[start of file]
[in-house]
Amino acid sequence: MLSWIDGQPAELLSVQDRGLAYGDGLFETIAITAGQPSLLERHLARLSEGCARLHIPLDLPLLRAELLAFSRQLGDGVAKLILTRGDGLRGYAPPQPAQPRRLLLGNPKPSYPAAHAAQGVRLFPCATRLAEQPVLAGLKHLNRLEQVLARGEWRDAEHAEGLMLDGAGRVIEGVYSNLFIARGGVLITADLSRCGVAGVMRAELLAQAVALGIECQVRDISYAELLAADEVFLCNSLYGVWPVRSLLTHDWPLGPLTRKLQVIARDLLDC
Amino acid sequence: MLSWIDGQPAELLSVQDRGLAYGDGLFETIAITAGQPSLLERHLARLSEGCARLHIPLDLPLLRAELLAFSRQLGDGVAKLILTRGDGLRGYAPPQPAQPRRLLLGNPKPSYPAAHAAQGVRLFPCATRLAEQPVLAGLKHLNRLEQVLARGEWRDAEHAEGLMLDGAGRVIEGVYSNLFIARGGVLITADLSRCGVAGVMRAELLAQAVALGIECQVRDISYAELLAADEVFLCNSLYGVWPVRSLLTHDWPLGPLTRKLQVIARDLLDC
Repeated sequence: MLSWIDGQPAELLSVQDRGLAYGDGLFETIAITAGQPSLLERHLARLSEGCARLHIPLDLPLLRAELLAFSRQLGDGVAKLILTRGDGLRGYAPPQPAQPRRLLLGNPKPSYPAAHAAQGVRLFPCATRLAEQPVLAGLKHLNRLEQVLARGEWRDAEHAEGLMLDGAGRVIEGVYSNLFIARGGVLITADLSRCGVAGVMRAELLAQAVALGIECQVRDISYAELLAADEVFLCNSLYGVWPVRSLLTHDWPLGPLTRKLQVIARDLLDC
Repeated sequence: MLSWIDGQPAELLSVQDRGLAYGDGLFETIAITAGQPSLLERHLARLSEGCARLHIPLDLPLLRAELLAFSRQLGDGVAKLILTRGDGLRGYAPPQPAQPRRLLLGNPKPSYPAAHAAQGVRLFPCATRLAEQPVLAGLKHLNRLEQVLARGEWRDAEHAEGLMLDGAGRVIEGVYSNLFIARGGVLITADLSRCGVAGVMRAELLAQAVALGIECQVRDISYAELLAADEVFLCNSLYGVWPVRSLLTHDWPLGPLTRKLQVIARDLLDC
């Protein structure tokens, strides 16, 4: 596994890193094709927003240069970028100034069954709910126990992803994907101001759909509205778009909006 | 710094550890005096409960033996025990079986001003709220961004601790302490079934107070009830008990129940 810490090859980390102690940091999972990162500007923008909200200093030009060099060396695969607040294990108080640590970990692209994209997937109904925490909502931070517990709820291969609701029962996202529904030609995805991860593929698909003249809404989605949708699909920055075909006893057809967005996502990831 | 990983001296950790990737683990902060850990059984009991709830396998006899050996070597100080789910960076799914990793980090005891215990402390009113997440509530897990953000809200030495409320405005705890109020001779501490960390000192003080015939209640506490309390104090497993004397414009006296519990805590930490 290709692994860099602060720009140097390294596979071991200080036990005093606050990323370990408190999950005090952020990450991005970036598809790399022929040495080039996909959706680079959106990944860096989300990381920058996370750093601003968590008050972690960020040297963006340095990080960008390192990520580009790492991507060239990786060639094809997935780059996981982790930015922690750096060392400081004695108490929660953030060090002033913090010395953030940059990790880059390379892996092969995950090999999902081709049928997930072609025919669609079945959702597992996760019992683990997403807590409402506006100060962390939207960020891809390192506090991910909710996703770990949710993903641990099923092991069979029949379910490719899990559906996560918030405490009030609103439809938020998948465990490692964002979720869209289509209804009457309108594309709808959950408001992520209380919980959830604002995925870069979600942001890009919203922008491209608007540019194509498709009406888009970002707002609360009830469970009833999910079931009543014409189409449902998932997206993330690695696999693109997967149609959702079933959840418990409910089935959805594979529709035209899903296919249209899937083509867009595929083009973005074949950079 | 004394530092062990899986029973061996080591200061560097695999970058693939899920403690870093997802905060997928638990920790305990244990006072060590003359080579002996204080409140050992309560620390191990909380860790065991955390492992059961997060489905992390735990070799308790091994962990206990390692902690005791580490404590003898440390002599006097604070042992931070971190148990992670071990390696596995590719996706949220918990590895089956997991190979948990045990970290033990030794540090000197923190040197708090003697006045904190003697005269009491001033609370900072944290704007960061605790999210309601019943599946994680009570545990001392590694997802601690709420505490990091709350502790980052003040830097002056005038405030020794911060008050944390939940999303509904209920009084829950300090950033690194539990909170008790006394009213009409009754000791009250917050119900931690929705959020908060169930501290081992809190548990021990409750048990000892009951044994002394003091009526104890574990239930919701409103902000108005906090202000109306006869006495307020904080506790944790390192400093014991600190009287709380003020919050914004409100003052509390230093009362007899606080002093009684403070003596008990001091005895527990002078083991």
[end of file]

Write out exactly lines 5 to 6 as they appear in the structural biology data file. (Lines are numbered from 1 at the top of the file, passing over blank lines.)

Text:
Repeated sequence: MLSWIDGQPAELLSVQDRGLAYGDGLFETIAITAGQPSLLERHLARLSEGCARLHIPLDLPLLRAELLAFSRQLGDGVAKLILTRGDGLRGYAPPQPAQPRRLLLGNPKPSYPAAHAAQGVRLFPCATRLAEQPVLAGLKHLNRLEQVLARGEWRDAEHAEGLMLDGAGRVIEGVYSNLFIARGGVLITADLSRCGVAGVMRAELLAQAVALGIECQVRDISYAELLAADEVFLCNSLYGVWPVRSLLTHDWPLGPLTRKLQVIARDLLDC
């Protein structure tokens, strides 16, 4: 596994890193094709927003240069970028100034069954709910126990992803994907101001759909509205778009909006 | 710094550890005096409960033996025990079986001003709220961004601790302490079934107070009830008990129940 810490090859980390102690940091999972990162500007923008909200200093030009060099060396695969607040294990108080640590970990692209994209997937109904925490909502931070517990709820291969609701029962996202529904030609995805991860593929698909003249809404989605949708699909920055075909006893057809967005996502990831 | 990983001296950790990737683990902060850990059984009991709830396998006899050996070597100080789910960076799914990793980090005891215990402390009113997440509530897990953000809200030495409320405005705890109020001779501490960390000192003080015939209640506490309390104090497993004397414009006296519990805590930490 290709692994860099602060720009140097390294596979071991200080036990005093606050990323370990408190999950005090952020990450991005970036598809790399022929040495080039996909959706680079959106990944860096989300990381920058996370750093601003968590008050972690960020040297963006340095990080960008390192990520580009790492991507060239990786060639094809997935780059996981982790930015922690750096060392400081004695108490929660953030060090002033913090010395953030940059990790880059390379892996092969995950090999999902081709049928997930072609025919669609079945959702597992996760019992683990997403807590409402506006100060962390939207960020891809390192506090991910909710996703770990949710993903641990099923092991069979029949379910490719899990559906996560918030405490009030609103439809938020998948465990490692964002979720869209289509209804009457309108594309709808959950408001992520209380919980959830604002995925870069979600942001890009919203922008491209608007540019194509498709009406888009970002707002609360009830469970009833999910079931009543014409189409449902998932997206993330690695696999693109997967149609959702079933959840418990409910089935959805594979529709035209899903296919249209899937083509867009595929083009973005074949950079 | 004394530092062990899986029973061996080591200061560097695999970058693939899920403690870093997802905060997928638990920790305990244990006072060590003359080579002996204080409140050992309560620390191990909380860790065991955390492992059961997060489905992390735990070799308790091994962990206990390692902690005791580490404590003898440390002599006097604070042992931070971190148990992670071990390696596995590719996706949220918990590895089956997991190979948990045990970290033990030794540090000197923190040197708090003697006045904190003697005269009491001033609370900072944290704007960061605790999210309601019943599946994680009570545990001392590694997802601690709420505490990091709350502790980052003040830097002056005038405030020794911060008050944390939940999303509904209920009084829950300090950033690194539990909170008790006394009213009409009754000791009250917050119900931690929705959020908060169930501290081992809190548990021990409750048990000892009951044994002394003091009526104890574990239930919701409103902000108005906090202000109306006869006495307020904080506790944790390192400093014991600190009287709380003020919050914004409100003052509390230093009362007899606080002093009684403070003596008990001091005895527990002078083991």